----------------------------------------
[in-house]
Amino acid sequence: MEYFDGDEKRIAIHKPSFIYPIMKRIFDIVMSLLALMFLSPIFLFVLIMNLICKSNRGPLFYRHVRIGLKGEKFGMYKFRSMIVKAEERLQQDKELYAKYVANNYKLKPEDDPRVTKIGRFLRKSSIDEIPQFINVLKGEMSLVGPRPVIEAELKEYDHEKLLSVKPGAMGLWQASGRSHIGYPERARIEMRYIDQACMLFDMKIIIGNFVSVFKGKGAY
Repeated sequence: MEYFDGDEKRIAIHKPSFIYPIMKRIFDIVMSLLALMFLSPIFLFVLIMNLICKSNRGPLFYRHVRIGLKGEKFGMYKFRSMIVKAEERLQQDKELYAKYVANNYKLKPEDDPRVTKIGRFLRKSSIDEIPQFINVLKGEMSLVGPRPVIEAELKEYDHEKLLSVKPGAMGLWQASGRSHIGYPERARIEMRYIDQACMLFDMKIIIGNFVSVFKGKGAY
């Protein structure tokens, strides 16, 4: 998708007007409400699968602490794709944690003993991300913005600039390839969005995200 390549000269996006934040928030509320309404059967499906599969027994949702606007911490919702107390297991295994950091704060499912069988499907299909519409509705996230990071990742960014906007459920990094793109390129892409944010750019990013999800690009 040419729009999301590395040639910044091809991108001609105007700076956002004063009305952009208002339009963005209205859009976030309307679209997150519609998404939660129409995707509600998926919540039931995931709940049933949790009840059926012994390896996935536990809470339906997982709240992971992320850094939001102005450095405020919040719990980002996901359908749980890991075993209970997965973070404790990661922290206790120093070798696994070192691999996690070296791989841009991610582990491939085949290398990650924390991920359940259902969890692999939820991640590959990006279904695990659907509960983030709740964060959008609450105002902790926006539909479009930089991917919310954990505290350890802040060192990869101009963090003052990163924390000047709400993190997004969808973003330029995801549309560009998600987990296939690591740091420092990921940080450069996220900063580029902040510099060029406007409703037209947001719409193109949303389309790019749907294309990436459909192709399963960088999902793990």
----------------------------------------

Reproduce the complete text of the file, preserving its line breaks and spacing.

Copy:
[in-house]
Amino acid sequence: MEYFDGDEKRIAIHKPSFIYPIMKRIFDIVMSLLALMFLSPIFLFVLIMNLICKSNRGPLFYRHVRIGLKGEKFGMYKFRSMIVKAEERLQQDKELYAKYVANNYKLKPEDDPRVTKIGRFLRKSSIDEIPQFINVLKGEMSLVGPRPVIEAELKEYDHEKLLSVKPGAMGLWQASGRSHIGYPERARIEMRYIDQACMLFDMKIIIGNFVSVFKGKGAY
Repeated sequence: MEYFDGDEKRIAIHKPSFIYPIMKRIFDIVMSLLALMFLSPIFLFVLIMNLICKSNRGPLFYRHVRIGLKGEKFGMYKFRSMIVKAEERLQQDKELYAKYVANNYKLKPEDDPRVTKIGRFLRKSSIDEIPQFINVLKGEMSLVGPRPVIEAELKEYDHEKLLSVKPGAMGLWQASGRSHIGYPERARIEMRYIDQACMLFDMKIIIGNFVSVFKGKGAY
């Protein structure tokens, strides 16, 4: 998708007007409400699968602490794709944690003993991300913005600039390839969005995200 390549000269996006934040928030509320309404059967499906599969027994949702606007911490919702107390297991295994950091704060499912069988499907299909519409509705996230990071990742960014906007459920990094793109390129892409944010750019990013999800690009 040419729009999301590395040639910044091809991108001609105007700076956002004063009305952009208002339009963005209205859009976030309307679209997150519609998404939660129409995707509600998926919540039931995931709940049933949790009840059926012994390896996935536990809470339906997982709240992971992320850094939001102005450095405020919040719990980002996901359908749980890991075993209970997965973070404790990661922290206790120093070798696994070192691999996690070296791989841009991610582990491939085949290398990650924390991920359940259902969890692999939820991640590959990006279904695990659907509960983030709740964060959008609450105002902790926006539909479009930089991917919310954990505290350890802040060192990869101009963090003052990163924390000047709400993190997004969808973003330029995801549309560009998600987990296939690591740091420092990921940080450069996220900063580029902040510099060029406007409703037209947001719409193109949303389309790019749907294309990436459909192709399963960088999902793990």